windowthroughtime

A wry view of life for the world-weary

Category Archives: Humour

Irony Of The Week (6)

Whatever your view on climate change, soaring temperatures in the Arctic leading to ice melting and heavy rain have had some amusing consequences.

In 2008 the Norwegian government built the Global Seed Vault deep into the side of a mountain on Spitsbergen to lodge a million varieties of seeds with the aim of preserving our food supply, come what may. Of course, the unthinkable has happened – meltwater has inundated the entrance tunnel, giving the precious seeds a dousing. “It was not in our plans to think that the permafrost would not be there and that it would experience extreme weather like that,” said a spokesperson. With planning like that, I bet they forgot a packet of lettuce seeds.

And then I read this week that a team of 40 scientists from five Canadian universities have had to abandon an expedition into the Hudson Bay to research the impact of climate warning. The reason for putting the four-year project on ice – warming temperatures created perilous ice conditions off the coast of Newfoundland, making it dangerous for their ships to go any further. So these climate change warriors became victims of climate change but at least they got their hands on some empirical evidence.

Toilet Of The Week (11)

Are children really so reluctant to use school toilets because of the noises that accompany the relieving of their bowels and bladders? Apparently so, if Cecilia Cato, a councillor in the Swedish town of Tingsryd, is to be believed.

Her solution is to pipe music into the bogs and the Council are to vote on her motion, I learned this week. This innovative ploy has already been introduced at the newly built music school in the town and some claim that the mellifluous atmosphere provided by the sound of music will be environmentally friendly, reducing the temptation to run taps and use excessive toilet paper to drown out the sounds.

If the motion is passed, what to play? Handel’s Water Music is an obvious as is Tchaikovsky’s 1812 overture. What about Beethoven’s Battle Symphony, scored for 200 cannons, or Abba’s Waterloo? Suggestions will be gratefully received.

Brief Notes

Recently I had to have a medical procedure, the preparation for which required me to sit on a toilet for several hours. The ominous gurglings emanating from my bowels brought to mind Benjamin Franklin’s famous quote, “what comfort can the Vortices of Descartes give to a man who has whirlwinds in his bowels”.

Rather than seeking solace in Descartes’ vortices, I found myself scrutinising the label of the inside of my briefs. I have already pondered the meaning of the warning “keep away from fire” – yes, it was there again – but this pair had another somewhat mystifying notice, “part of a three piece set”.  Without anything else to do and fearful of the consequences of moving from the porcelain throne, I mulled this over in my mind.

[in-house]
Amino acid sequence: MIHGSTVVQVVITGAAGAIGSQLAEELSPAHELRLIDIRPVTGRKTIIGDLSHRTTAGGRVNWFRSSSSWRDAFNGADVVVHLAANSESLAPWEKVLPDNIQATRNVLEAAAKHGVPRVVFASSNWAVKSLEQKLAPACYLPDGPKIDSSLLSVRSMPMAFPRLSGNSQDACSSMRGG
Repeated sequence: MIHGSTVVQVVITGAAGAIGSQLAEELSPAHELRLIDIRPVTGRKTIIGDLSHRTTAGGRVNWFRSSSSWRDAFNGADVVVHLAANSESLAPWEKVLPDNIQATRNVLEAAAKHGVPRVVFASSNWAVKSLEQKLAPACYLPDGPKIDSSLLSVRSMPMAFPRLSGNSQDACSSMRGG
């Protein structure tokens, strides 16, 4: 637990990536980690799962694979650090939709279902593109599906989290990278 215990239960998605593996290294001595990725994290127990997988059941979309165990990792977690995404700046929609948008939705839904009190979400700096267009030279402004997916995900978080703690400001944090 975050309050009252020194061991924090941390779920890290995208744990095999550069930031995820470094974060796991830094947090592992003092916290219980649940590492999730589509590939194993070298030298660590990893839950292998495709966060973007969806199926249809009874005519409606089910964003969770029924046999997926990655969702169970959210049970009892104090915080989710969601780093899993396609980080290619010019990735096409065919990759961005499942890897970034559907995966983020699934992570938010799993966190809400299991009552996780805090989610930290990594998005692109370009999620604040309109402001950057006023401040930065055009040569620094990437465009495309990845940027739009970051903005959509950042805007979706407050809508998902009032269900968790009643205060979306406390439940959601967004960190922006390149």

When I buy underpants, there are a number of criteria that that the garments have to satisfy. They have to be capacious enough to accommodate my nether regions comfortably, they have to be of a fabric that won’t irritate, there has to be the correct number of pants in the packet and they have to be of a colour that wouldn’t cause me to die of shame if I was carted off to hospital unexpectedly and they were revealed to the medical staff. I can understand that the reference to my briefs being part of a three piece set being marginally useful at the point of sale, but is there a deeper meaning, I wondered?

Slightly horror-struck, I began to wonder whether I had been wearing underpants incorrectly throughout the years. Perhaps they had to be worn in layers, three being designed to provide maximum comfort. And rather like a matryoshka doll, was each imperceptibly bigger than the other to ensure that perfect fit? And how do you know the order in which to put them on? When I was able to liberate myself I saw that the other two pairs of briefs had the same label. No help there, then.

Perhaps I had inadvertently bought a packet of briefs designed for the exclusive use of triplets. You can imagine the scene. A person is found wandering the streets. The helpful sign in their underpants alerts the authorities that they are one of three. This sort of knowledge may help enormously in returning the lost soul to the bosom of his family.

Perhaps on a more mundane level, the label is designed to engender some order into the drawer containing your briefs. Helpfully, the label will allow you to store two other pairs of briefs bearing the same label with this one. But the system breaks down if you are wearing a pair – clearly there will only be two in the drawer – or if you were foolish enough to buy several packs of briefs bearing the label. Think of the chaos.

The only sane conclusion was that it was of no interest to the wearer but at least pondering the question gave me something to while away the time. Fortunately, the results of the procedure were rather like my bowels – all clear.

Lessons Of The Week (2)

Never make an important decision whilst walking in Snowdonia.

Teaching Aid Of The Week

For children of a certain age, there is an irresistible fascination with the word poo. Parents and relatives react with shock when their little darlings use the word inappropriately whereas the kids find doing so highly amusing. But instead of feigning shock and surprise, wouldn’t it be a good idea to harness the young’s interest in matters scatological into something positive?